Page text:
The Crystal Programming Language Forum

The fairy tale of one static binary for all Linuxes crashed on the SSL

Hello! Shortly: static binary compiled in the Alpine Linux (as recommended) with libssl (for HTTPS support) is not compatible with all Linuxes, because every Linux distro has different default CA cert paths than Alpine linux (and to each other) :(

Is there any solution for this (some ENV vars? runtime overrides or something?)? Thanks!

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Of course, the internet has the answer: Never use static linking! :slight_smile:
https://akkadia.org/drepper/no_static_linking.html

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Well and other Internet says link statically as much as possible :man_shrugging:

But yeah, with libssl: don’t.

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This is fascinating. I’ve heard a lot of “don’t statically compile”, as well, but never heard anything more specific than “it causes problems”. I recently wrote a Kubernetes client which I use to write Kubernetes operators in Crystal and I do statically compile them to keep my container images at 5-6MB.

The K8s API does require TLS, so if the issue is the location of the CA certs, apparently the only reason it works is because you specify your own CA cert — they’re self-signed on-the-fly so you have to explicitly trust the cert provided to the pod. This makes a lot of sense and I really appreciate you both providing this context.

Sounds like if I wanted to make calls to third-party services (for example, to provision an AWS resource using a K8s operator), I’d have to compile that one dynamically?

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You can still compile statically, but directly for the target platform+distribution (if you statically compile on the linux distribution A, you may have problems with running it on the distribution B).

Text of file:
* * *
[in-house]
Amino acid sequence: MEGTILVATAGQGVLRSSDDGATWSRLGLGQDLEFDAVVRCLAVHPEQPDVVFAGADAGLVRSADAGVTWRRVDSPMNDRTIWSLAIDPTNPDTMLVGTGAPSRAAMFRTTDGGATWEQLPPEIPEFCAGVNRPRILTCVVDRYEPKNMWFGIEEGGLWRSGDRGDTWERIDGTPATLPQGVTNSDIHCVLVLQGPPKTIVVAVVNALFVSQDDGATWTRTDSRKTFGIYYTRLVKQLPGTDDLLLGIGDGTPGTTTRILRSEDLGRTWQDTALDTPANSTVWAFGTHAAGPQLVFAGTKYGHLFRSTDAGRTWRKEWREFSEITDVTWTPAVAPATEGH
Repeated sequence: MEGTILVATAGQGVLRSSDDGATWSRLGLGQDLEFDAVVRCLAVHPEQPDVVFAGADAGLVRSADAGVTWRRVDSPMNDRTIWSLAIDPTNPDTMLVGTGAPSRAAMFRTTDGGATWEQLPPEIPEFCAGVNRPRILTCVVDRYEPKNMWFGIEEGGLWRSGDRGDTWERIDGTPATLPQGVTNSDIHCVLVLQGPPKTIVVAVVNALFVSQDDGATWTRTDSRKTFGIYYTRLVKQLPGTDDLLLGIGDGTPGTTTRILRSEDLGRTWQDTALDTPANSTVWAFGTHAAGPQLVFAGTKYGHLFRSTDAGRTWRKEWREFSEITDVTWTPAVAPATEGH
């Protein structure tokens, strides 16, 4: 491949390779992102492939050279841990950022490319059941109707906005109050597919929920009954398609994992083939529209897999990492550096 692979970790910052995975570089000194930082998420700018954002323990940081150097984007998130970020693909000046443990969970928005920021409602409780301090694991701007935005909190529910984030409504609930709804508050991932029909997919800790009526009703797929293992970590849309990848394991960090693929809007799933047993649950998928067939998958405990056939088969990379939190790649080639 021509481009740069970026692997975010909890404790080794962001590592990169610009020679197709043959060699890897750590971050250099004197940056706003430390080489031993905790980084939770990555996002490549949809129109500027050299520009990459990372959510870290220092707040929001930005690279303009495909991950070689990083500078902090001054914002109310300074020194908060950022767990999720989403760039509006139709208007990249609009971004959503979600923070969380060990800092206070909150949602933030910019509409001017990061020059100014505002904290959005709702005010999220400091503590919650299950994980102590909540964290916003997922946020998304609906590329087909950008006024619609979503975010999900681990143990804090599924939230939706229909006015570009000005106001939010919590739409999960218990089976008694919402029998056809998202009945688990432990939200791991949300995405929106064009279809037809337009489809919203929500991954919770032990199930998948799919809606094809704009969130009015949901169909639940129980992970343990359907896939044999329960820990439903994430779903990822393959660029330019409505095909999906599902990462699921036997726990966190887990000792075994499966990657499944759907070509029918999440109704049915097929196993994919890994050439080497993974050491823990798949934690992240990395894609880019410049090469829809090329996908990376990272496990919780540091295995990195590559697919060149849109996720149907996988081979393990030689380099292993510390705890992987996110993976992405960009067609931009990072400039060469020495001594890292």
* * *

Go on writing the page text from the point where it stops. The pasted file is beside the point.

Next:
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You can specify path and name of the certs file via the SSL_CERT_FILE environment variable. I statically compile my server on Alpine and then copy and run on the server with: SSL_CERT_FILE=/etc/ssl/certs/ca-bundle.crt ....

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I’m learning all kinds of things in this thread.

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A tool I maintain had this exact problem, because it’s designed to be compiled statically and used on a fresh install of which there may or may not be useful libraries.

I’ve solved this by overriding OpenSSL::SSL::Context::Client#ca_certificates (see here) when instantiating OpenSSL::SSL::Context::Client.new:

tls_client = OpenSSL::SSL::Context::Client.new.tap do |client|
  client.ca_certificates = "/path/to/cacert.pem"
end

I then point it towards a path of a downloaded cURL/Mozilla CA cert bundle (from curl - Extract CA Certs from Mozilla). You could do something similar by either shipping the CA cert bundle with your program or by shelling out to curl or wget or whatnot when the program launches to fetch the latest bundle if none exists (note the guidance on that page about not fetching it too frequently).

Then when you use HTTP::Client, you just need to pass in the OpenSSL::SSL::Context::Client instance:

HTTP::Client.get("https://example.com/robots.txt", tls: tls_client) do |response|
  # Do stuff
end
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